The best design of the year? Ikea’s refugee shelters

Francesca Gugliotta

SHARE

  •  Better Shelter Unit. Photo by Jonas Nystro?m
  •  Open Surgery. Photo by Juuke Schoorl
  • Uno scatto del video Kids vs. Fashion. Photo by Yolanda Dominguez
  •  ? Cover. Photo by Barnbrook
  • L'Astronauta Samantha Cristoforetti beve il primo espresso nello spazio grazie alla SpaceCup. Photo by Samantha Cristoforetti (ESA NASA)
  •  Lumos Helmet. Photo by Max Wagenblass

#gallery > 1 di 7

SHARE

10 FEB 2017
They are foldable, portable, equipped with every comfort and cost a thousand euros. The London Design Museum awarded the idea and is exhibiting it until 19 February

Better Shelter, Ikea’s refugee shelter, won the Beazley Design of the Year, the prestigious award that the London Design Museum gives to the best projects of the year. Better Shelter features a brilliant concept: a high-quality emergency shelter, equipped with every comfort.
Designed by Johan Karlsson and financed by the Ikea Foundation, it is a foldable, portable cabin equipped with solar panels, so that it is self-sufficient from an energy point of view. These cabins have already been used to help people affected by war and natural disasters, especially in very cold areas (they are thermally insulating) and areas that are difficult to reach.
They have already been used to help in certain parts of the world, thanks to the collaboration with the United Nations High Commissioner for Refugees. The structures are equipped with everything: security doors, air conditioning, light and a mobile phone charger, cost around 1000 euro and last for three years.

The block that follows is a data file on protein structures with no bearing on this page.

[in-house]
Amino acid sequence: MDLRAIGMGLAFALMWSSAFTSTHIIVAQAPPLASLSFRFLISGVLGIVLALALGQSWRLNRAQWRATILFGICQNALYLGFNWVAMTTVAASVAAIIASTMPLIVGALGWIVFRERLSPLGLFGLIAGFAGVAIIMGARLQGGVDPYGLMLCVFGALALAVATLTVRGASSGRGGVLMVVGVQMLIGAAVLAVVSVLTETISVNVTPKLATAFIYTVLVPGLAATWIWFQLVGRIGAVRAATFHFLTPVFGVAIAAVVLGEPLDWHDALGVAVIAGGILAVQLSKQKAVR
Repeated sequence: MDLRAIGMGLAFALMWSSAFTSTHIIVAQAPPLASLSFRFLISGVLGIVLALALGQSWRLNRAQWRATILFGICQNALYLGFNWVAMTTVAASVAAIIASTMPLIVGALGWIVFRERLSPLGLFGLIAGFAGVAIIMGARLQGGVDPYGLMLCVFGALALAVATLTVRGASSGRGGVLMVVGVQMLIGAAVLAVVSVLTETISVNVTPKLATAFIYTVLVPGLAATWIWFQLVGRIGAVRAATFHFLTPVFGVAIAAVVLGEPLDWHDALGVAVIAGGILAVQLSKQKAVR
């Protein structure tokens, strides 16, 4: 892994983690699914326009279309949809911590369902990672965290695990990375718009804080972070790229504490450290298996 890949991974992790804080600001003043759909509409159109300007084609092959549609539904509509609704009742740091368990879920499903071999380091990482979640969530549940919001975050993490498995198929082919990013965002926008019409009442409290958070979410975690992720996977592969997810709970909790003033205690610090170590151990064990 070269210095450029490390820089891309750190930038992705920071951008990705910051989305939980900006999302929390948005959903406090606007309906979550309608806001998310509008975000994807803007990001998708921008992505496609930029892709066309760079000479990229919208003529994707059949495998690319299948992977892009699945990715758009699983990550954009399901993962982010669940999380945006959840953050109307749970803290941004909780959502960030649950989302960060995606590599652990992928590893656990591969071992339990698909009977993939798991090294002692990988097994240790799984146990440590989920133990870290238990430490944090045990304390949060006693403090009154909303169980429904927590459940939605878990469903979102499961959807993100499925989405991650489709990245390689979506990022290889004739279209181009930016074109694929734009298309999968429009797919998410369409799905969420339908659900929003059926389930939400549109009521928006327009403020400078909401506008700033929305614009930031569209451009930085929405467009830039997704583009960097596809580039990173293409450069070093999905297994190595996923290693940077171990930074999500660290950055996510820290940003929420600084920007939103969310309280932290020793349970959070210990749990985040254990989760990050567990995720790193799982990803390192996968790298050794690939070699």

In addition to this project, the best ideas in five other categories were also awarded: Product, Graphics, Fashion, Transport and Digital. OpenSurgery won in the Digital category: it was designed by the Design Interactions department at the Royal College of Art in London and consists of a robot with 3D printing and a laser that could replace a surgeon and carry out operations at a third of current costs. The Children vs.
Fashion
project won in the Fashion category, research that sheds light on the effects of certain fashion images (particularly in relation to the concept of gender) on children. The children involved were 8-year-old pupils at the La Rioja School in Madrid.
The ★ (Blackstar) project won in the Graphics category, Jonathan Barnbrook’s celebrated cover for David Bowie’s Blackstar album.
The Product category was won by Space Cup, a cup designed for astronauts, which defies gravity, allowing them to drink coffee as though they were on Earth. Finally, the winner of the Transport category was Lumos, a luminous bicycle helmet that integrates light signals. The winning projects, alongside all the other selected projects, are on display at the London Design Museum until 19 February.

READ ALSO